LONDON – The UK Prime Minister Rishi Sunak has confirmed that there will be no more taxes on flying in the United Kingdom.
The British premier made these remarks in a televised speech on Wednesday, in what appears to be a major relief for the globetrotters.
Rishi Sunak’s confirmation was part of a statement given on the alteration of the government’s target to be net zero by 2050.
The British PM clearly said that proposals such as increased airport taxes will not happen on his watch.
Rishi Sunak believes that elements such as no new taxes on flying in the UK will assist the general public in paying less to go on holiday.
“We need sensible green leadership, and we are going to do this in a fair and representative way, with the consent of the British public”, he said in his comments.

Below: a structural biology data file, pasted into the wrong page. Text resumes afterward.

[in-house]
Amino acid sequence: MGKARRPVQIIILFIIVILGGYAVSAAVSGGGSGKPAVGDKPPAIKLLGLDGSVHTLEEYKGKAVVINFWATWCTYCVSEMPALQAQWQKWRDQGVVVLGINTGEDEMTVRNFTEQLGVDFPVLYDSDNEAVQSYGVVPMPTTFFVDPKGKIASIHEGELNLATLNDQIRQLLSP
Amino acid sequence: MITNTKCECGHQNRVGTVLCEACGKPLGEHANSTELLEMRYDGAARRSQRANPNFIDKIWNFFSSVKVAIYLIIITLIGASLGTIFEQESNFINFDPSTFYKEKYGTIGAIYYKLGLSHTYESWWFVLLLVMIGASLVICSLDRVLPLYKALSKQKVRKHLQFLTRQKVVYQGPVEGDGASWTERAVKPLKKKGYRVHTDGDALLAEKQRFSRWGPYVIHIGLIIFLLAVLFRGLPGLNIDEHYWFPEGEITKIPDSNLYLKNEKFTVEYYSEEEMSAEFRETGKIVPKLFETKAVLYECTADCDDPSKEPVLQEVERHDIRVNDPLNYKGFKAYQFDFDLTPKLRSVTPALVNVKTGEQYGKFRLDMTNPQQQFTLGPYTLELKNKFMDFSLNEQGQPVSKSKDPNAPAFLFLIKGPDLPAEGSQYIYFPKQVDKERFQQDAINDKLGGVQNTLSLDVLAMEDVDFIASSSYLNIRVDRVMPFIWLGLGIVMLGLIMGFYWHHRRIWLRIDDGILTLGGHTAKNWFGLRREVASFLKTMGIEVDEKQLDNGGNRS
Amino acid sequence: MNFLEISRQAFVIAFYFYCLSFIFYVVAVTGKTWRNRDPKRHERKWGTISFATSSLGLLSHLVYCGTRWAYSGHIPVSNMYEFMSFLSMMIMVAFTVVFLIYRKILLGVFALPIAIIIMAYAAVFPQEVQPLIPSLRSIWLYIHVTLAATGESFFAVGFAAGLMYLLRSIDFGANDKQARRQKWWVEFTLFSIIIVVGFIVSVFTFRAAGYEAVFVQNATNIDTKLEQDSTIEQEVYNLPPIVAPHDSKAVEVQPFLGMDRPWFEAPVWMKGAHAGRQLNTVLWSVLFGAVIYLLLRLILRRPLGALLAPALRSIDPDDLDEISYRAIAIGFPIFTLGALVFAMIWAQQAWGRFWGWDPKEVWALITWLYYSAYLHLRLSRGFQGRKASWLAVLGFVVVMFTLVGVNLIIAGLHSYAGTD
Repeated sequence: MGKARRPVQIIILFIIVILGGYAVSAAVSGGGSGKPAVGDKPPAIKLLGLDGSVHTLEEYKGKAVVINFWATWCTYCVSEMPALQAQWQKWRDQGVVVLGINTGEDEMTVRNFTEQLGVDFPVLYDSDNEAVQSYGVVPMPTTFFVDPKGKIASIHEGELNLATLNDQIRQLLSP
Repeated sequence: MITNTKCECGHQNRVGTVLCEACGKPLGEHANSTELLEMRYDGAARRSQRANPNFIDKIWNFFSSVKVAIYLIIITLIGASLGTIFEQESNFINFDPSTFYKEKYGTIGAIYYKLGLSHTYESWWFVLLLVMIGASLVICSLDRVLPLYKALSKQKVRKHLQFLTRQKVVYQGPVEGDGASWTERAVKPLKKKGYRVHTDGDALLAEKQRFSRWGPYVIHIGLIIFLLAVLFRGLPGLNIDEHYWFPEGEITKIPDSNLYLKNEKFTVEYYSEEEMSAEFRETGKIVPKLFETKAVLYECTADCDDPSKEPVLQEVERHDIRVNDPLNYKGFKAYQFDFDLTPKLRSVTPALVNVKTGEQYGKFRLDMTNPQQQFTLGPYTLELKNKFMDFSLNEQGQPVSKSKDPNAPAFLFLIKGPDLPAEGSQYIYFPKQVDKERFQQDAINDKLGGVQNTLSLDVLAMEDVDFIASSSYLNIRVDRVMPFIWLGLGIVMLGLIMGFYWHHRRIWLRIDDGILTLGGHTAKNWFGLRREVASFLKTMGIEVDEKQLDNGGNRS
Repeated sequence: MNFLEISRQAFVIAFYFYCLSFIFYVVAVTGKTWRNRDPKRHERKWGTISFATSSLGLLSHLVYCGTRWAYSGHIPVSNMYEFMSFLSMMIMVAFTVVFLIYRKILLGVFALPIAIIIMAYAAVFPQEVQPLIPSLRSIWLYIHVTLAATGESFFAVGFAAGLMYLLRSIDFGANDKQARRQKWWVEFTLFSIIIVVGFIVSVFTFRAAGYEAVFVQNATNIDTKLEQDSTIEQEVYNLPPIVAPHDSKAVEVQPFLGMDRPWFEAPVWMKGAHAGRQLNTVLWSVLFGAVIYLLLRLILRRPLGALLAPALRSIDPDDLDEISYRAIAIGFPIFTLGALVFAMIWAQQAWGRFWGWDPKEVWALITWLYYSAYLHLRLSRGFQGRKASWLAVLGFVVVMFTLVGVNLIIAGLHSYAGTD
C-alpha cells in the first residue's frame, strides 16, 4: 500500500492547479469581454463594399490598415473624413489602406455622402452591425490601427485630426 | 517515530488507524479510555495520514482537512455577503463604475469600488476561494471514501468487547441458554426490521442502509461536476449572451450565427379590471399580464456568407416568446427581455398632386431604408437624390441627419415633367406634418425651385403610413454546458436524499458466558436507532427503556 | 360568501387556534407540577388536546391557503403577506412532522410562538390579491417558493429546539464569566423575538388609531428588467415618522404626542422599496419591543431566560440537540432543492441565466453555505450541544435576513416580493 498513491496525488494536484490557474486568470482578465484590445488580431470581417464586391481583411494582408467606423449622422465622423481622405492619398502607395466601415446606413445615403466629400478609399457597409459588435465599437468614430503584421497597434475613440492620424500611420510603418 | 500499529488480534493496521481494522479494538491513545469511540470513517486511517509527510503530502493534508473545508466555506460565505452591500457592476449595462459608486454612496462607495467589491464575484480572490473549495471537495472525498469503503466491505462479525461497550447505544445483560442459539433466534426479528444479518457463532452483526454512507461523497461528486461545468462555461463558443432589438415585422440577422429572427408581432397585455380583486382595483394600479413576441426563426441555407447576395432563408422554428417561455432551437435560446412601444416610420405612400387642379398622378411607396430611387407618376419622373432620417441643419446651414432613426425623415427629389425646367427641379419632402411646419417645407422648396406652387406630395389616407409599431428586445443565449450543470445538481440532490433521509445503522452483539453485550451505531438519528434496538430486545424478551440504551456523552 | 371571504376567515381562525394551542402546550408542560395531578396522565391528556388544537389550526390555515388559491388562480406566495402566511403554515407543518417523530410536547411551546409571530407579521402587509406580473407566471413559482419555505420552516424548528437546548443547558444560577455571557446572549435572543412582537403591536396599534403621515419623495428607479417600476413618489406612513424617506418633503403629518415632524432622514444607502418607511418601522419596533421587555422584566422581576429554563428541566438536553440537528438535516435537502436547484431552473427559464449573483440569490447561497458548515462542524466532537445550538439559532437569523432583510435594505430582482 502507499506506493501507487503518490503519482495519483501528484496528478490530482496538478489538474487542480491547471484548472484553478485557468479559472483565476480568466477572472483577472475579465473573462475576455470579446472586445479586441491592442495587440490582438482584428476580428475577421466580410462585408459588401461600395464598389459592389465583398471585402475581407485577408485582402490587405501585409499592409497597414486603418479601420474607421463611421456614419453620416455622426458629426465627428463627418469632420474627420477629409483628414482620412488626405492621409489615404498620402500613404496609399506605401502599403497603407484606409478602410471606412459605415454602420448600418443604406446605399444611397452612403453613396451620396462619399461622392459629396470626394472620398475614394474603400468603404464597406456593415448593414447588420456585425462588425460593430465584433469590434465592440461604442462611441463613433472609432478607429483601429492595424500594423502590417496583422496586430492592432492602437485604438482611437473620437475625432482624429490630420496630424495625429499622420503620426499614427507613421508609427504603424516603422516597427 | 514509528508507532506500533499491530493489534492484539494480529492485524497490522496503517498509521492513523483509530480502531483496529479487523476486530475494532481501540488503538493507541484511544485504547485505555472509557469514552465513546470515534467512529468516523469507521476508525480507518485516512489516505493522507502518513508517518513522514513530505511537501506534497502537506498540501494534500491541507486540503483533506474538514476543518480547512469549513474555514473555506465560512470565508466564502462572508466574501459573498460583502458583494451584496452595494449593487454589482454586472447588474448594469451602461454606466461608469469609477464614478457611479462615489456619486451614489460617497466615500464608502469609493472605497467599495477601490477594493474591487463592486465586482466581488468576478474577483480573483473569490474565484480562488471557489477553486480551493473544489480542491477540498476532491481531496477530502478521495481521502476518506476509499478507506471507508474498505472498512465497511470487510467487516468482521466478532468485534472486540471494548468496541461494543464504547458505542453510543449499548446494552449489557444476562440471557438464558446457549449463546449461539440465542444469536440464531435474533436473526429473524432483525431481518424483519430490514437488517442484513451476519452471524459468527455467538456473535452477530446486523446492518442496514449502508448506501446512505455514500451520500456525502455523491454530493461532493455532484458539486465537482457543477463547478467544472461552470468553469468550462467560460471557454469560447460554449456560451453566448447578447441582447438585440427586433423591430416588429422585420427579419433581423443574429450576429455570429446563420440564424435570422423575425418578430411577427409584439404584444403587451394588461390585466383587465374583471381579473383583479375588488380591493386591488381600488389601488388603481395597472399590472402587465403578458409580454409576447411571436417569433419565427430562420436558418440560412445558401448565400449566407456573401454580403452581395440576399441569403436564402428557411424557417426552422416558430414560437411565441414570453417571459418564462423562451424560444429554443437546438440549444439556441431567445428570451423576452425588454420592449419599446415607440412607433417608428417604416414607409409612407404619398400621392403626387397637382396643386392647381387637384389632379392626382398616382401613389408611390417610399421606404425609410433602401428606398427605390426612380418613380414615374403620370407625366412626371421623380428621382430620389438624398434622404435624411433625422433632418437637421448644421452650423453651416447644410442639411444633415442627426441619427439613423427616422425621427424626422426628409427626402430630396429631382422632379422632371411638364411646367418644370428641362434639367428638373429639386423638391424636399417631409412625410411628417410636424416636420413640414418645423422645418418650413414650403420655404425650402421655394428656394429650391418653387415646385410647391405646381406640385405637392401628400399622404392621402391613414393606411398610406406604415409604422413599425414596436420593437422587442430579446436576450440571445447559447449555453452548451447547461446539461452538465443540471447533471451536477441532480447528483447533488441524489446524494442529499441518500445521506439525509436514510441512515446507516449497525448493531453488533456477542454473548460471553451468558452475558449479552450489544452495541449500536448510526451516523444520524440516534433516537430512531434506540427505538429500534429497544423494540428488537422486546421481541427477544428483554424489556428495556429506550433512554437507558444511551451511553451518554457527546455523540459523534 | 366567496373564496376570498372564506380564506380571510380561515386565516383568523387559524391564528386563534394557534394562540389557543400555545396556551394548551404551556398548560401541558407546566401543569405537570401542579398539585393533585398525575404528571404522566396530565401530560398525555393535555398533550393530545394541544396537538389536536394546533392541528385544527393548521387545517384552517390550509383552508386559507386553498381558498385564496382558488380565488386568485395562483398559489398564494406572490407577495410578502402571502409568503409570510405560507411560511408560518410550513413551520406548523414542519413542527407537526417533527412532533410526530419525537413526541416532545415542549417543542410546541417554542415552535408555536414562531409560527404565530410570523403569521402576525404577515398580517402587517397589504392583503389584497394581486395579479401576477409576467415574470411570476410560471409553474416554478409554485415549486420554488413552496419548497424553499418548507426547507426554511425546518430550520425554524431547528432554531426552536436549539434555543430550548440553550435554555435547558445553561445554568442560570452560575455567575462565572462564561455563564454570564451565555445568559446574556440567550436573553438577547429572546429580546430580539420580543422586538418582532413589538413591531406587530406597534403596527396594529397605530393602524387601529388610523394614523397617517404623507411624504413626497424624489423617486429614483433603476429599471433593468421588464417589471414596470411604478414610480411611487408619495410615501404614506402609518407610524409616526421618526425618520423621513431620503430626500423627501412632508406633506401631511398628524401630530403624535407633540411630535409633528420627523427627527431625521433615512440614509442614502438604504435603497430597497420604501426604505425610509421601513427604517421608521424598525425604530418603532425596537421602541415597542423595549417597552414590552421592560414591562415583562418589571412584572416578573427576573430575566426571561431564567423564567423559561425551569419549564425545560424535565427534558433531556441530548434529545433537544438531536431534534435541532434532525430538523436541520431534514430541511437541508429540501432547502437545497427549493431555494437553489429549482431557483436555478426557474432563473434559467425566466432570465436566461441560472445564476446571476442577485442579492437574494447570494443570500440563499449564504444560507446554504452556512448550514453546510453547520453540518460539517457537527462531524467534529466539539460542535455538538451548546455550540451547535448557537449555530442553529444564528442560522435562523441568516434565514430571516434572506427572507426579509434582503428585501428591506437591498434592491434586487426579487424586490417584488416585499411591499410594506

The UK Air Passenger Duty (APD) was first introduced in 1994 and it was aimed at raising money for the government; the UK APD has become one of the world’s most expensive taxes for airline passengers.
It is applicable to both domestic and international flights and is categorized into different bands based on the distance between London and the destination’s capital city. There are standard rates for short-haul and long-haul flights, with higher charges for premium class passengers. Certain exemptions and reduced rates may apply for certain passengers, such as children under a specific age threshold and passengers in transit.
Due to environmental concerns, the government had seen the high UK APD rates as more of an imposed environmental tax to discourage air travel and encourage other modes of transportation.
The air travel taxes imposed on passengers are common across the world and environmental activists have also been consistently calling on the government to impose heavier taxes on local carriers.